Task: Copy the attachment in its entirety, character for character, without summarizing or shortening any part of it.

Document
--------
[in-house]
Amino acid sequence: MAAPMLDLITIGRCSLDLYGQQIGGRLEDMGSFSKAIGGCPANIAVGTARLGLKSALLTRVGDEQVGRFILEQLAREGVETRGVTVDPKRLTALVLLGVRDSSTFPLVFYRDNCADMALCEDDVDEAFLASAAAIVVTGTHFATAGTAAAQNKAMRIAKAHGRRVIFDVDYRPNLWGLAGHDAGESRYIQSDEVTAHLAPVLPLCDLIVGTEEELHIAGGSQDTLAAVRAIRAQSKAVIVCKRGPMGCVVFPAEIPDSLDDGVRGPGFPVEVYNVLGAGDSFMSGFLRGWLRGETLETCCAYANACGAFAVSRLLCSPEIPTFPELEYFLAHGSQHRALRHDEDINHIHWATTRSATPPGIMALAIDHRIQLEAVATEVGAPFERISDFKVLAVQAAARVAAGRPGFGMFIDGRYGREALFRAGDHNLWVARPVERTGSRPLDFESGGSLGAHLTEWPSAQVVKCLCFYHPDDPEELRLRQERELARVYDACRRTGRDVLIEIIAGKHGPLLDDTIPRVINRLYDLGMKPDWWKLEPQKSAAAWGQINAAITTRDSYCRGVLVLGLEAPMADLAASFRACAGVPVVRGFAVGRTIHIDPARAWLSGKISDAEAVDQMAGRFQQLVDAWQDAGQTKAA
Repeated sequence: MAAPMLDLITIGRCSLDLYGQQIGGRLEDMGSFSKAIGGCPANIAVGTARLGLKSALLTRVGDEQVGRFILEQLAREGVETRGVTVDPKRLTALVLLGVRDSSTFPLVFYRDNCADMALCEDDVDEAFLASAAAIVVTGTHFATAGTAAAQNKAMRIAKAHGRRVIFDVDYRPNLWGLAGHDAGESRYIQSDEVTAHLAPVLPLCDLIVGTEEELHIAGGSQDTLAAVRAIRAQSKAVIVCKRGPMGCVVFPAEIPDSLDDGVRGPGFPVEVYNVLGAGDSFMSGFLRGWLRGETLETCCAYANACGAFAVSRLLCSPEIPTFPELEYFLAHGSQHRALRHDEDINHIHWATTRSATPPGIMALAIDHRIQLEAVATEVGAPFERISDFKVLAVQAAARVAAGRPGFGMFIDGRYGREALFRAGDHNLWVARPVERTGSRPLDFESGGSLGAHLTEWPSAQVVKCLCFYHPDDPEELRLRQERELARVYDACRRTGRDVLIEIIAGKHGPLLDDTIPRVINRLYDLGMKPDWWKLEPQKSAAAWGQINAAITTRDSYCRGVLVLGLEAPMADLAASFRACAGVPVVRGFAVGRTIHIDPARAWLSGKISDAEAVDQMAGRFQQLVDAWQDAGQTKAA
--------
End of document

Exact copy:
[in-house]
Amino acid sequence: MAAPMLDLITIGRCSLDLYGQQIGGRLEDMGSFSKAIGGCPANIAVGTARLGLKSALLTRVGDEQVGRFILEQLAREGVETRGVTVDPKRLTALVLLGVRDSSTFPLVFYRDNCADMALCEDDVDEAFLASAAAIVVTGTHFATAGTAAAQNKAMRIAKAHGRRVIFDVDYRPNLWGLAGHDAGESRYIQSDEVTAHLAPVLPLCDLIVGTEEELHIAGGSQDTLAAVRAIRAQSKAVIVCKRGPMGCVVFPAEIPDSLDDGVRGPGFPVEVYNVLGAGDSFMSGFLRGWLRGETLETCCAYANACGAFAVSRLLCSPEIPTFPELEYFLAHGSQHRALRHDEDINHIHWATTRSATPPGIMALAIDHRIQLEAVATEVGAPFERISDFKVLAVQAAARVAAGRPGFGMFIDGRYGREALFRAGDHNLWVARPVERTGSRPLDFESGGSLGAHLTEWPSAQVVKCLCFYHPDDPEELRLRQERELARVYDACRRTGRDVLIEIIAGKHGPLLDDTIPRVINRLYDLGMKPDWWKLEPQKSAAAWGQINAAITTRDSYCRGVLVLGLEAPMADLAASFRACAGVPVVRGFAVGRTIHIDPARAWLSGKISDAEAVDQMAGRFQQLVDAWQDAGQTKAA
Repeated sequence: MAAPMLDLITIGRCSLDLYGQQIGGRLEDMGSFSKAIGGCPANIAVGTARLGLKSALLTRVGDEQVGRFILEQLAREGVETRGVTVDPKRLTALVLLGVRDSSTFPLVFYRDNCADMALCEDDVDEAFLASAAAIVVTGTHFATAGTAAAQNKAMRIAKAHGRRVIFDVDYRPNLWGLAGHDAGESRYIQSDEVTAHLAPVLPLCDLIVGTEEELHIAGGSQDTLAAVRAIRAQSKAVIVCKRGPMGCVVFPAEIPDSLDDGVRGPGFPVEVYNVLGAGDSFMSGFLRGWLRGETLETCCAYANACGAFAVSRLLCSPEIPTFPELEYFLAHGSQHRALRHDEDINHIHWATTRSATPPGIMALAIDHRIQLEAVATEVGAPFERISDFKVLAVQAAARVAAGRPGFGMFIDGRYGREALFRAGDHNLWVARPVERTGSRPLDFESGGSLGAHLTEWPSAQVVKCLCFYHPDDPEELRLRQERELARVYDACRRTGRDVLIEIIAGKHGPLLDDTIPRVINRLYDLGMKPDWWKLEPQKSAAAWGQINAAITTRDSYCRGVLVLGLEAPMADLAASFRACAGVPVVRGFAVGRTIHIDPARAWLSGKISDAEAVDQMAGRFQQLVDAWQDAGQTKAA